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The Mistakes in Our Operating Rooms

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Over a six-and-a-half-year period, Colorado surgeons committed tragic errors, according to a new study in the Archives of Surgery (via Health.com). In 25 cases, the wrong patient was taken into surgery. In another 107 incidents, the doctor operated on the wrong part of a patient’s body. Although such unthinkable errors are rare (just .5 percent of all medical mistakes), the numbers, gleaned from a database maintained by a company that provides malpractice insurance to about 6,000 physicians in the state, were “considerably higher” than previously thought. In one example, staff members took the wrong child into an operating room. In another, hospital staffers confused two patients with the same first and last names.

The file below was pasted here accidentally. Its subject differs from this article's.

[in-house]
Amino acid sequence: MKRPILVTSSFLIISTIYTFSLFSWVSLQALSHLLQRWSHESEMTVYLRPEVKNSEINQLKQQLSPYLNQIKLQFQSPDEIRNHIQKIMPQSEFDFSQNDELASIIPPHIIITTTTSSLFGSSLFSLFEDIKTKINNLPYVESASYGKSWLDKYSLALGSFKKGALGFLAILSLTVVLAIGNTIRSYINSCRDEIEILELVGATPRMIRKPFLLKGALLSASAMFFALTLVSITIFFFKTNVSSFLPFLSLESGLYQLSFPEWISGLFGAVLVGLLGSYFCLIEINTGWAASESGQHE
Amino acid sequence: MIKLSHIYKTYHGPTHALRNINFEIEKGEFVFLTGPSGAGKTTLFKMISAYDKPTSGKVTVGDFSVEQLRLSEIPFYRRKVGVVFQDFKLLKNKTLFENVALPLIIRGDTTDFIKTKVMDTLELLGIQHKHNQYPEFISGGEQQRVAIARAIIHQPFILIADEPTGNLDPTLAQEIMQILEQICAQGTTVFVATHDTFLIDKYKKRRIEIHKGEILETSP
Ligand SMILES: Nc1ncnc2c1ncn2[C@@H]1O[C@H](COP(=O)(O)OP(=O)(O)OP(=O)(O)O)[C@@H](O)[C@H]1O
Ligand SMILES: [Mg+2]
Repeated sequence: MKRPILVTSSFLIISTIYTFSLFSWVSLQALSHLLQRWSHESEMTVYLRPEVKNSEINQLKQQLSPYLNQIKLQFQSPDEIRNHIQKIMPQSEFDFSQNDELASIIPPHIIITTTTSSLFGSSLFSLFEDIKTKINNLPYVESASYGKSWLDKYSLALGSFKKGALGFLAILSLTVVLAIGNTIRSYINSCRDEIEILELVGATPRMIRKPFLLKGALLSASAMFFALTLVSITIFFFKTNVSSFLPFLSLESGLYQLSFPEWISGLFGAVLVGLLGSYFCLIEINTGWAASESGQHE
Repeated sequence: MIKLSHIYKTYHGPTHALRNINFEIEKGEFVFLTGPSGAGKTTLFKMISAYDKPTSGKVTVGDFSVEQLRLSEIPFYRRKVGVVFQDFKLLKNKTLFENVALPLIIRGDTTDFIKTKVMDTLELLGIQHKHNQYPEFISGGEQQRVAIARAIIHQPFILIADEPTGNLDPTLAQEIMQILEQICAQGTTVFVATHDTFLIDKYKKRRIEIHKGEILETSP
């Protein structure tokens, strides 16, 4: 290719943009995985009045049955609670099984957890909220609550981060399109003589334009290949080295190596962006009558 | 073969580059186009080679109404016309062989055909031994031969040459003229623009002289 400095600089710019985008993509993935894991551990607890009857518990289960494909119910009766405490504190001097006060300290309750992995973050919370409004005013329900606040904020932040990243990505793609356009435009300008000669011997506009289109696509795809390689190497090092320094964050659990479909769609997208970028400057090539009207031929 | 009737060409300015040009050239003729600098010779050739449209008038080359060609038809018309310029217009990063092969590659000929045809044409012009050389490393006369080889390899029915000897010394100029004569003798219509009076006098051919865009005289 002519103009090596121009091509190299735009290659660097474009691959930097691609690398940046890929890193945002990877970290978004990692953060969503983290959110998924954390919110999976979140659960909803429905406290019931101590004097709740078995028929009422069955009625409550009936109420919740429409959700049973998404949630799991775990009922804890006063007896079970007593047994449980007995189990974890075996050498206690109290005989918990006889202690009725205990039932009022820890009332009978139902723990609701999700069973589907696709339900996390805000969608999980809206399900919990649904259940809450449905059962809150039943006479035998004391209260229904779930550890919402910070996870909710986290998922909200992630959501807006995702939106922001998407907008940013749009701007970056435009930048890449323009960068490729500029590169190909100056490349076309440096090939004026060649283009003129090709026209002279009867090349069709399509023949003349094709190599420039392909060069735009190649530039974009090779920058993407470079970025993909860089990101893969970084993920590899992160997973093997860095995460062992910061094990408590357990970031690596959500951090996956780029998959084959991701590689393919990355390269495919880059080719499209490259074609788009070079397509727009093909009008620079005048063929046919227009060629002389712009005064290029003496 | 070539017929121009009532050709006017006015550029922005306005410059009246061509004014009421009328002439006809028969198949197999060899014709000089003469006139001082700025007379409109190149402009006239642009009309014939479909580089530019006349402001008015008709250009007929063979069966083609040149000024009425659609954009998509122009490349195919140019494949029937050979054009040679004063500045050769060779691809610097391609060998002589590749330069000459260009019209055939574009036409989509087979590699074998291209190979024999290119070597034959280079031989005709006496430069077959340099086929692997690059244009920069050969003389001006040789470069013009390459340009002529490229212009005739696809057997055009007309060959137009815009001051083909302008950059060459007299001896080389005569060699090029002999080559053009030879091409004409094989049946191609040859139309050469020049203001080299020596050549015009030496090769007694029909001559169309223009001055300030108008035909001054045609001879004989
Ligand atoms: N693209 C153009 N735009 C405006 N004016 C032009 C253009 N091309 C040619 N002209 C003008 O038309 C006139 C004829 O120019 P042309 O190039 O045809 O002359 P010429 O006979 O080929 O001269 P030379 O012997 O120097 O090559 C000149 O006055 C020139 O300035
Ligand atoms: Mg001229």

“What is shocking about the data is that each and every one of those wrong-site, wrong-patient errors is really an event that should never happen,” study author Dr. Philip F. Stahel, a visiting associate professor at the University of Colorado School of Medicine in Denver, tells U.S. News & World Report. “These happen much more frequently than we think. This is just the tip of the iceberg.”

And unfortunately, the introduction of much-lauded universal patient protocols—including pre-verification, marking the surgical site, and a “time out” for operating staff before a surgery—have not helped, says Stahel.

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